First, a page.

A study of features and deep neural network architectures and hyper-parameters for domestic audio classification

Publication Name

Applied Sciences (Switzerland)


Recent methodologies for audio classification frequently involve cepstral and spectral features, applied to single channel recordings of acoustic scenes and events. Further, the concept of transfer learning has been widely used over the years, and has proven to provide an efficient alternative to training neural networks from scratch. The lower time and resource requirements when using pre-trained models allows for more versatility in developing system classification approaches. However, information on classification performance when using different features for multi-channel recordings is often limited. Furthermore, pre-trained networks are initially trained on bigger databases and are often unnecessarily large. This poses a challenge when developing systems for devices with limited computational resources, such as mobile or embedded devices. This paper presents a detailed study of the most apparent and widely-used cepstral and spectral features for multichannel audio applications. Accordingly, we propose the use of spectro-temporal features. Additionally, the paper details the development of a compact version of the AlexNet model for computationally-limited platforms through studies of performances against various architectural and parameter modifications of the original network. The aim is to minimize the network size while maintaining the series network architecture and preserving the classification accuracy. Considering that other state-of-the-art compact networks present complex directed acyclic graphs, a series architecture proposes an advantage in customizability. Experimentation was carried out through Matlab, using a database that we have generated for this task, which composes of four-channel synthetic recordings of both sound events and scenes. The top performing methodology resulted in a weighted F1-score of 87.92% for scalogram features classified via the modified AlexNet-33 network, which has a size of 14.33 MB. The AlexNet network returned 86.24% at a size of 222.71 MB.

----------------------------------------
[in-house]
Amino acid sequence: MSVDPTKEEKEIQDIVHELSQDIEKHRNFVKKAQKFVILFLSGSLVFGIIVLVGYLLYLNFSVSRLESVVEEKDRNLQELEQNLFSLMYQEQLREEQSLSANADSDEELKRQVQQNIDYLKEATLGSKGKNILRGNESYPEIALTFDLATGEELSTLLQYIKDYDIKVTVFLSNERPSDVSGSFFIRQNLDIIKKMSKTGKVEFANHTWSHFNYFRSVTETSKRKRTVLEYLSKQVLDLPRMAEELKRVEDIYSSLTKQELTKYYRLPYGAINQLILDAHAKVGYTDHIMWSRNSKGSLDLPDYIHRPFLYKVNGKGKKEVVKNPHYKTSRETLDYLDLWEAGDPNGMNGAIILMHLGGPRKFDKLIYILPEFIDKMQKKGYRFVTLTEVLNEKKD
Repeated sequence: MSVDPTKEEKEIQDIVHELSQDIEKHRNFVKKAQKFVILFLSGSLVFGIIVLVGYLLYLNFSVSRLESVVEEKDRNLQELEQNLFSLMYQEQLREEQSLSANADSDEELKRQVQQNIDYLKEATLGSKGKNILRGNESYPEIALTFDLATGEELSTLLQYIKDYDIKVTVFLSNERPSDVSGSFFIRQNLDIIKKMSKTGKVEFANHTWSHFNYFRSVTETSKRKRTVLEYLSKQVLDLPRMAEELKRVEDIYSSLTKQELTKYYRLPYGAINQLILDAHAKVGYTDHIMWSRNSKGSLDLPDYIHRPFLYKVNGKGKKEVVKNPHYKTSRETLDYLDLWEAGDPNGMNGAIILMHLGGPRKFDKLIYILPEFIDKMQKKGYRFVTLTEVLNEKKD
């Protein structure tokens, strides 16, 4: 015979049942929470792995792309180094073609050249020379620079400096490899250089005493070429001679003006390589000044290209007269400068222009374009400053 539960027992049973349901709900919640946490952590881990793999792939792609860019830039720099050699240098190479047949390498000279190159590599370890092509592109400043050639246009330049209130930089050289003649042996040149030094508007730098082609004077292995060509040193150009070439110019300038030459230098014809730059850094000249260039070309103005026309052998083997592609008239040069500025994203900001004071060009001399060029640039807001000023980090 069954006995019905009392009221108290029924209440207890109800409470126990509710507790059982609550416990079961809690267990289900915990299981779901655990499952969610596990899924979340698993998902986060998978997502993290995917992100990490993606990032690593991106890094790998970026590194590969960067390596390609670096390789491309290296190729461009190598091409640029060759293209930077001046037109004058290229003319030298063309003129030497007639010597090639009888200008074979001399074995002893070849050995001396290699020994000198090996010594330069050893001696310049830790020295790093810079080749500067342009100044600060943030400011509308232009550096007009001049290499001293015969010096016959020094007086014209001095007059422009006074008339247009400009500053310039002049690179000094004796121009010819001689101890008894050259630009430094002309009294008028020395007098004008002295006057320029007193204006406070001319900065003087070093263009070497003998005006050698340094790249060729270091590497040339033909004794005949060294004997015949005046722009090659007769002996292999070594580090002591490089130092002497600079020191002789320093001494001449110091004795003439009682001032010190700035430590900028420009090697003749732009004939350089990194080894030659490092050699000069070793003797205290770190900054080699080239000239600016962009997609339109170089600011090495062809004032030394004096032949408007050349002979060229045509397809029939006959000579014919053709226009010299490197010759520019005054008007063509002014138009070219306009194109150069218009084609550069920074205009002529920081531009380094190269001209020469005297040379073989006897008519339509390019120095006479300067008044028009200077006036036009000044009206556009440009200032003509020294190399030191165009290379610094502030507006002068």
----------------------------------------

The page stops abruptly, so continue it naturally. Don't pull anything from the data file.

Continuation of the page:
Open Access Status

This publication may be available as open access





Article Number




Link to publisher version (DOI)